Even after the betrayal was complete, and he was left on his own against the Nazis and the Communists, General Mihailovich and his people would perform acts that were beyond honorable and that almost defy the imagination considering how self-less and forgiving those acts were.

Many Allied military personnel, most of them Americans, found themselves stranded in the Nazi occupied parts of Yugoslavia in 1944 after the Allied leaders had turned their backs on Draza and his Serbian people. General Mihailovich could have left them to the wolves in retaliation, but he did not. Instead, throughout 1944, he oversaw and enabled the evacuations of hundreds of Allied personnel, Army Air Force airmen who had been shot down by the Nazis and who had landed by fate on Serbian territory that was occupied by the enemy. All of the evacuations were successful. Not one man was captured. Not one man was left behind at the mercy of the enemy. All were fed, housed, protected, and evacuated to safety to return to their homes and families and to go on with their lives. They all lived to tell stories about the war and about the man who had saved them. Many of them would spend the rest of their lives dedicated to telling this story and fighting for official recognition of the man who had made their survival possible. Many of them would have children and grandchildren who would not be alive today had it not been for General Mihailovich and his Chetnik freedom fighters and the Serbian people loyal to them.

The fact that General Mihailovich had several options is what never ceases to amaze me, and what lies at the heart of his story are the honorable choices that he made. He could have turned his back, justifiably so, but he didn't. He did the honorable thing, that unselfish thing, that reflects a "sacredness of obligation" which only true men of character, men of greatness, carry within them no matter what the circumstances are. General Mihailovich was a Christian. I can only hope that when God saw all that the General did that He was pleased.

Through the years I have had the privilege of coming to know personally some of those WWII veterans that are part of this great story, both Allied and Serbian, and to call them my friends. I never grew tired of their story. And now that so many are gone, it's up to us to keep telling that story. We must. That is our sacred obligation.

Progress has been made. Serbia has begun to slowly officially recognize the worthy legacy of the son whom she shunned for too long. The Legion of Merit Medal awarded to General Mihailovich posthumously and secretly by the United States in 1948 finally made it home in 2005, where it belongs. Though the old organizations established years ago continue their remembrances and celebrations of his life, new organizations have been established in his memory. Many throughout the world share the legacy via modern social media such as Facebook. Last year, in May of 2015, after a long, arduous legal process initiated in 2006 by Serbian patriots in the homeland, General Mihailovich was officially "rehabilitated" - a verdict that dismissed the original sham of the "guilty conviction" of 1946. There have been more examples of progress, and there will continue to be more progress in the process of vindication.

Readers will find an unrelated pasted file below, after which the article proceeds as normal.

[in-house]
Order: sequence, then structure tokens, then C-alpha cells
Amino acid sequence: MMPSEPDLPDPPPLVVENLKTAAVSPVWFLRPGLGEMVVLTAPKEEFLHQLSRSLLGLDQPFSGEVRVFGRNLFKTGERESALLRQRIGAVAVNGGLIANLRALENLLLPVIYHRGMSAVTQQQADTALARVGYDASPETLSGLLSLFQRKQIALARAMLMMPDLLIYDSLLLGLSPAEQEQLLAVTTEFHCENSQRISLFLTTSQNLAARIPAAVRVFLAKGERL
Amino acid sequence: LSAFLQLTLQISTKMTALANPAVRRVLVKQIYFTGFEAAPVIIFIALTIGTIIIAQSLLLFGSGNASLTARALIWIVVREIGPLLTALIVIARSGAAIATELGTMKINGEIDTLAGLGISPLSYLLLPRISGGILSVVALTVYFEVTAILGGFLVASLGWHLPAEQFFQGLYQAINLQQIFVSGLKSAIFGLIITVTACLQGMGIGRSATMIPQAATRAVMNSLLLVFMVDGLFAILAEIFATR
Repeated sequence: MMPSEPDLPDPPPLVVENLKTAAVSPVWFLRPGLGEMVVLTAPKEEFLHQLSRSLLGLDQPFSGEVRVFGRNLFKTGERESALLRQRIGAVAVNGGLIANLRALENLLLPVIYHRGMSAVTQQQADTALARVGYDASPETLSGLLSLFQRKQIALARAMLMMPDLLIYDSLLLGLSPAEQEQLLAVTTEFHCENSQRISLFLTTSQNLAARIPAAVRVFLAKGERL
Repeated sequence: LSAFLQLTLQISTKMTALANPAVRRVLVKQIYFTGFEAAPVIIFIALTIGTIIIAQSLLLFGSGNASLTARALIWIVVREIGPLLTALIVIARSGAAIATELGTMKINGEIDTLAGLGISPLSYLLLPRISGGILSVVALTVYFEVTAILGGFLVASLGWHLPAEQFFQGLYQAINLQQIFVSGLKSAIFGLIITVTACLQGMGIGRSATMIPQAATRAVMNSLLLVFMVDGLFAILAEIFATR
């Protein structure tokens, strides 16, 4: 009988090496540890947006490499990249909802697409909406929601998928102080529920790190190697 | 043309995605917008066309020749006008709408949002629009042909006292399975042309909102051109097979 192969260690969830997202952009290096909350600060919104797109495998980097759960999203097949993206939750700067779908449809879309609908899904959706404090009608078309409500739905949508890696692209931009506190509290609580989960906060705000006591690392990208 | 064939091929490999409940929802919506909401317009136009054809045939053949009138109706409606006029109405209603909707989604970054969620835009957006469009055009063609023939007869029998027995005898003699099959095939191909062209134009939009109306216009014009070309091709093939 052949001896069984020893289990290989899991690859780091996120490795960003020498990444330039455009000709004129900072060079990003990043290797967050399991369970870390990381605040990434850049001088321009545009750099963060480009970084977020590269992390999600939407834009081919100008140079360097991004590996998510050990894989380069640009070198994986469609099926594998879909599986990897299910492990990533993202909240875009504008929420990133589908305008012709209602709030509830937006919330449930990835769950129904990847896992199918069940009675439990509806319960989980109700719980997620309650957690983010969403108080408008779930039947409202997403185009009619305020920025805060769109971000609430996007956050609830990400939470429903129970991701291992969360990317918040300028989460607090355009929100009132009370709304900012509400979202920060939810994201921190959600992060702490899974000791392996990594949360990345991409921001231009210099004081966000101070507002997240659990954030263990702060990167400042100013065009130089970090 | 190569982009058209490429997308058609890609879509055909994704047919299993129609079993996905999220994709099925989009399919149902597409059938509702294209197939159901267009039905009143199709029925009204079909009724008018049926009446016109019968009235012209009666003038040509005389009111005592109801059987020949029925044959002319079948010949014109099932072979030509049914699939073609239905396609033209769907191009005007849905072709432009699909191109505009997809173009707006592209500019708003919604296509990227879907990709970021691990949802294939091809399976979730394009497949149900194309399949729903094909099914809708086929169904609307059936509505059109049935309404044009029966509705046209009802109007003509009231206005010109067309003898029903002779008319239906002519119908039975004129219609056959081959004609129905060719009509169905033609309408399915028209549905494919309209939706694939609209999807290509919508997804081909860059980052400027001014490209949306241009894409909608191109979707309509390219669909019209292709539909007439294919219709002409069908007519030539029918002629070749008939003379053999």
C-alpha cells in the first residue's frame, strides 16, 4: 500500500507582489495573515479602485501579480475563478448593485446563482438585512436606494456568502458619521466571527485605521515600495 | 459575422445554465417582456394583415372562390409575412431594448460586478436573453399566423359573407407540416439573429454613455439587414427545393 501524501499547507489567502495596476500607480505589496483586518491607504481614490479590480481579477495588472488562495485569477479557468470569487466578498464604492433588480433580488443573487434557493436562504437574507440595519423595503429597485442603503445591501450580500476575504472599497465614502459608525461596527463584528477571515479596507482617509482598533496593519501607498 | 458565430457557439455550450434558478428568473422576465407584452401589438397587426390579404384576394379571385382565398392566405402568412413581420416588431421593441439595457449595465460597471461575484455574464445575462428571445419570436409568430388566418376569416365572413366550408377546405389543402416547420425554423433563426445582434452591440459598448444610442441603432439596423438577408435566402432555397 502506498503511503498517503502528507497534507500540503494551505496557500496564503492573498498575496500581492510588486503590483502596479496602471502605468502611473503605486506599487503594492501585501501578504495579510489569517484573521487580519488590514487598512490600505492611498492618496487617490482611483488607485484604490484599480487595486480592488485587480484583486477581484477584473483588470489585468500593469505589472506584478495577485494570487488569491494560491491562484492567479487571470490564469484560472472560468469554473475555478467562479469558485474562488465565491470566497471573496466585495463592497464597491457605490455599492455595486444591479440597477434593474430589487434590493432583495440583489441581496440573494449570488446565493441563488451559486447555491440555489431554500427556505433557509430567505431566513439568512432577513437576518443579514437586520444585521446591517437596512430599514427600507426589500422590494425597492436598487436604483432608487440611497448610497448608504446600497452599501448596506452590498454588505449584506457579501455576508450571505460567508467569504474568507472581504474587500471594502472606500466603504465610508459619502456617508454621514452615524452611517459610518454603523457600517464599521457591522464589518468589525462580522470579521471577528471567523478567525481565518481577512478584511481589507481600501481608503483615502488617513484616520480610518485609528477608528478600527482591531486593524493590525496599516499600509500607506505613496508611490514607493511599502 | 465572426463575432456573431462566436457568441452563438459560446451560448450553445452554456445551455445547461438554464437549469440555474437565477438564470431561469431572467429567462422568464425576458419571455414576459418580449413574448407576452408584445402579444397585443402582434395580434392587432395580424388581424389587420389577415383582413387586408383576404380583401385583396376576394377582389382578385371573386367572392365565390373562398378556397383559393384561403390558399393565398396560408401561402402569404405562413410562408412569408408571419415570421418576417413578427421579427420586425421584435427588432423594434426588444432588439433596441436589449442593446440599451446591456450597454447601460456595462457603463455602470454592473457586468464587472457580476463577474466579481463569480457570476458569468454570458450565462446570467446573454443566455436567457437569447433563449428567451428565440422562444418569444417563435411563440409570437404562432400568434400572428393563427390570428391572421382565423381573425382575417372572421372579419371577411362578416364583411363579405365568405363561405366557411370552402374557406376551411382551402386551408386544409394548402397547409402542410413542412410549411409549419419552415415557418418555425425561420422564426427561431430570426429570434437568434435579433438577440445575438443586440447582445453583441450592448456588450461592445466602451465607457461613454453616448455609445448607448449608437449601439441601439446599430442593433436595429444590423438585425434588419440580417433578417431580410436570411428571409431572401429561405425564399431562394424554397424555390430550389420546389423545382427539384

As the old guys pass on, and with them their memories, it's up to us survivors to continue maintaining the goal of securing for General Mihailovich the official recognition and place in history that he deserves. They did all the hard work. It's up to us to make sure that it was not in vain.

My father has never given up. For 70 years he has remained faithful to the cause that he fought for as a young man, a kid really, and has never wavered. His passion has been passed on to me, and I'm grateful for the opportunity to have gotten to know the Mihailovich story and to be part of carrying on his legacy. It's in my blood now. I'm confident that all of us who share that same passion will maintain the same faithfulness to the cause that our fathers and grandfathers did.

I know the day will come when General Mihailovich is given his proper due and his rightful place in history is permanently established with all the honor that he deserves. He was and remains a true soldier, an honorable leader, a faithful ally, and ultimately a decent human being who never turned his back on the sacredness of his obligations. That, by any measure, is what makes a man a great man.

It is this kind of greatness that makes General Mihailovich a man I wish I had known, and a man that can never be forgotten. He was, and remains, an inspiration, and I thank God for making this great man a Serb.

Aleksandra Rebic
Memorial Day May 2016